Nestled in the corner of a city park, a short walk from subway lines, schools, bodegas and falafel shops, New York’s famed Brooklyn Botanic Garden is an urban oasis. It is a place, New York’s arts commissioner Laurie Cumbo says, where New Yorkers come to breathe.
While that is undoubtedly true, convincing people to visit when the days get cold and night creeps on early is a challenge.
For the second year the BBG (as the Brookyn Botanic is known), is creating “a new season,” according to Kathryn Glass, vice president of marketing for the garden. On November 16th, the switch was flipped, illuminating one million bulbs that create “Lightscape” an illuminated mile-long trail punctuated with music, movement, art and poetry. It offers both light and warmth to BBG’s after-dark visitors.
“Nearly every religion celebrates the beauty of winter,” Glass said, adding that the event, which runs through January 8, will be “distinctly ecumenical and representative of the cultures in Brooklyn.” To those not familiar with New York’s most populated borough, that means a lot; Arab, Asian, European, Caribbean, South American, Russian and Israeli, and many other cultures call Brooklyn home.
Light shows in public spaces like parks, gardens and zoos have only grown in popularity and sophistication over the past few decades. But setting them in places with immovable features like the 52-acre BBG is no small task. When Northern Virginia’s Meadowlark Botanical Gardens opened its Winter Walk of Lights eleven years ago, construction of the trail started 3 months before opening and planning took a year.
Lightscape, a UK-based electrical installation company has been partnering with gardens in England since 2014. Among its other American clients are gardens in Ft. Worth, Houston, Los Angles and San Diego.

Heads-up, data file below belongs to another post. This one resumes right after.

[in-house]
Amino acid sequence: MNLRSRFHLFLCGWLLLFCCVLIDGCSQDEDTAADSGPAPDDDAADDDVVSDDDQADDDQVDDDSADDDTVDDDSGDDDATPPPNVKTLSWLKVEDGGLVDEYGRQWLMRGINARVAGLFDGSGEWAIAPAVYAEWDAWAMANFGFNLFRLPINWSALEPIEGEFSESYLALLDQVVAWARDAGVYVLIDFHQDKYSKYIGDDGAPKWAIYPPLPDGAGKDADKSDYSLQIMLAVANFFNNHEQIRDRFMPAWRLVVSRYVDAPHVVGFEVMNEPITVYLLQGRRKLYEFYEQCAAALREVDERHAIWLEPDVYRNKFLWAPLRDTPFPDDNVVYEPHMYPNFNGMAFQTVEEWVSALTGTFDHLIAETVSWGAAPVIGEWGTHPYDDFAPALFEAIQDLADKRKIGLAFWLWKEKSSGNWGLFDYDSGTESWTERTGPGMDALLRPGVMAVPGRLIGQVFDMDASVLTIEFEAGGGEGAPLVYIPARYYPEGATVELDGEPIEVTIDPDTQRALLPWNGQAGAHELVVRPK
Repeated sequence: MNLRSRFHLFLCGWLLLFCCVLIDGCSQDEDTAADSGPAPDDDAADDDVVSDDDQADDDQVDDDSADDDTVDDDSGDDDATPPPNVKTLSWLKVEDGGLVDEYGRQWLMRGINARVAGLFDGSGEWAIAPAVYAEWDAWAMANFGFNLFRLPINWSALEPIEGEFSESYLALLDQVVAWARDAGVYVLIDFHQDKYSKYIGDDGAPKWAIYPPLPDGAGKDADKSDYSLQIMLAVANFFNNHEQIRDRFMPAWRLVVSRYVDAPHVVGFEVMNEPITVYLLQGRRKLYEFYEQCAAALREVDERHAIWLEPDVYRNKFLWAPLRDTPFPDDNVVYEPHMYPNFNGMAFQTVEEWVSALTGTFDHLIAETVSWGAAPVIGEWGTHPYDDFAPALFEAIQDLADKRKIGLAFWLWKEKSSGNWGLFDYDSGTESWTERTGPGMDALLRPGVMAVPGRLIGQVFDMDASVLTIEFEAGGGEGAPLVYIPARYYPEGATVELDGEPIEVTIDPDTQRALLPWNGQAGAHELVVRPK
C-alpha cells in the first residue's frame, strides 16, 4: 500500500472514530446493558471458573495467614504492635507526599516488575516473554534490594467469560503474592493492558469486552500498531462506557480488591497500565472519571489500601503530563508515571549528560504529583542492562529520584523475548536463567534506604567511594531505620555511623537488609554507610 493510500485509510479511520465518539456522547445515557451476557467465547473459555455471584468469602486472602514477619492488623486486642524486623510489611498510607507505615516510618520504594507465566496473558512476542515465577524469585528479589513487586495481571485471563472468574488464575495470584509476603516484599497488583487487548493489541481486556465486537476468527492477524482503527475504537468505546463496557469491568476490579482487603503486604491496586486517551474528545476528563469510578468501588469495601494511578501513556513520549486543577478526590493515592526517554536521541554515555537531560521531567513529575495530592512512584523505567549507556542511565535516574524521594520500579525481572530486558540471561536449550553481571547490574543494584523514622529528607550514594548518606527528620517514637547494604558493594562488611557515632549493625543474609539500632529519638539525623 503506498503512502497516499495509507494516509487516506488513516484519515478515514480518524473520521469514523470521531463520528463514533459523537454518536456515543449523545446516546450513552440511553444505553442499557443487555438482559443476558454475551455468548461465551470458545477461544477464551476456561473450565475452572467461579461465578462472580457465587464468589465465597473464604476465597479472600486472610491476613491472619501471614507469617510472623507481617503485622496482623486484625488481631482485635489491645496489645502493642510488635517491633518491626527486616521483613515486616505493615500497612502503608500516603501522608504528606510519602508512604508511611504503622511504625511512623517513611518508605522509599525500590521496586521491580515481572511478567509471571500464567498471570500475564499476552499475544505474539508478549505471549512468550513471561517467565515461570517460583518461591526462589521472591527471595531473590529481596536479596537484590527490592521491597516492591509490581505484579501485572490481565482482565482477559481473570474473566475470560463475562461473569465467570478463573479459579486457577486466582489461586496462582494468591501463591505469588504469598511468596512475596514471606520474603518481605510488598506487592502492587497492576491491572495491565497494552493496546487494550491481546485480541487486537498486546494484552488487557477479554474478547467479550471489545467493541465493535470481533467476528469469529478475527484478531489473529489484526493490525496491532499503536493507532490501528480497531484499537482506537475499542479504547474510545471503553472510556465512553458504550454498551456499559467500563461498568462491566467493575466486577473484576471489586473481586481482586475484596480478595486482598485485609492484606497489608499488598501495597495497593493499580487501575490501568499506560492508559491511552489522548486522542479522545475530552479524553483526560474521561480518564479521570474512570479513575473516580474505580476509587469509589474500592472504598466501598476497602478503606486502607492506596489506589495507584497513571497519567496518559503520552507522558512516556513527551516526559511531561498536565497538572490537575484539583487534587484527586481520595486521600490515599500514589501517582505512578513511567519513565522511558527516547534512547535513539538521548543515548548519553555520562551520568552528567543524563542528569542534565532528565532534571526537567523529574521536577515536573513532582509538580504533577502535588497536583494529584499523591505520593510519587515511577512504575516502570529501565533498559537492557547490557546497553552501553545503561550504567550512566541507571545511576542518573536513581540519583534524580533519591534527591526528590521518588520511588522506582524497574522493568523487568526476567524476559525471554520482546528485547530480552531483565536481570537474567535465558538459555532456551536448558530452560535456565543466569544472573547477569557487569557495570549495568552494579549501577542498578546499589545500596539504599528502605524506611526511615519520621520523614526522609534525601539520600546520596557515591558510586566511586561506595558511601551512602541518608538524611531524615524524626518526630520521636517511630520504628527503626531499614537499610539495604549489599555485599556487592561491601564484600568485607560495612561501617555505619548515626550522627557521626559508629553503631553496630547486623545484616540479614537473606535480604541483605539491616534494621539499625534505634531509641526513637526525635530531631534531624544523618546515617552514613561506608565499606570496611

On opening night at the BBG, CEO Adrian Benepe verged on the hyperbolic saying the garden’s Lightscape is “The best, most beautiful, most complex most artistic outdoor light exhibition in New York City history.”
It was chilly the night I visited and I enjoyed every inch of it, especially the projections at the Japanese Hill and Pond Garden with the spotlight showing off its wood torii. And just when I needed to wrap my hands around something warm, the friendly servers at the hot chocolate stand welcomed me.
If you are not within visitation range of New York this winter, no problem. Google “winter light shows” to find one in your area because it is winter everywhere in the Northern Hemisphere. From Puerto Rico, where the month’s long celebration of Christmas is already underway with Nochebuena quickly followed by Dia de los Reyes and will extend right into mid-January with Octavitas, to winter hearty regions where they wait until winter is in full swing before kicking off extravaganzas in February.
In these darkest days of the year, let the list below inspire you to visit a place of light and enchantment.
La Sanse Old San Juan, Puerto Rico – January 19-22 Music, dancing, dining and lights, one of several events during Puerto Rico’s long, holiday season.
Portland Winter Light Festival Portland, Oregon – from February 3-11 A free public offering of light, art and technology sponsored by the non-profit art group, Willamette Light Brigade.
Sapporo Snow Festival Sapporo, Japan – from February 4 to 11 An international wowzer, with snow and ice sculptors, mazes, slides, and any other thing you can think of to have fun with snow.
Descanso Gardens Flintridge, California – through January 8 Stained glass, art and lights amid exhibits of Southern California’s human and botanical history
Tivoli Gardens, Copenhagen, Denmark – through December 31 Lights, shops, rides, music and food at one of Europe’s most famous gardens.
Naturaleza at the Royal Botanical Garden Madrid, Spain This year focusing on fungi, the origin of living things.
Author of The New York Times bestseller, The Crash Detectives, I am also a journalist, public speaker and broadcaster specializing in aviation and travel.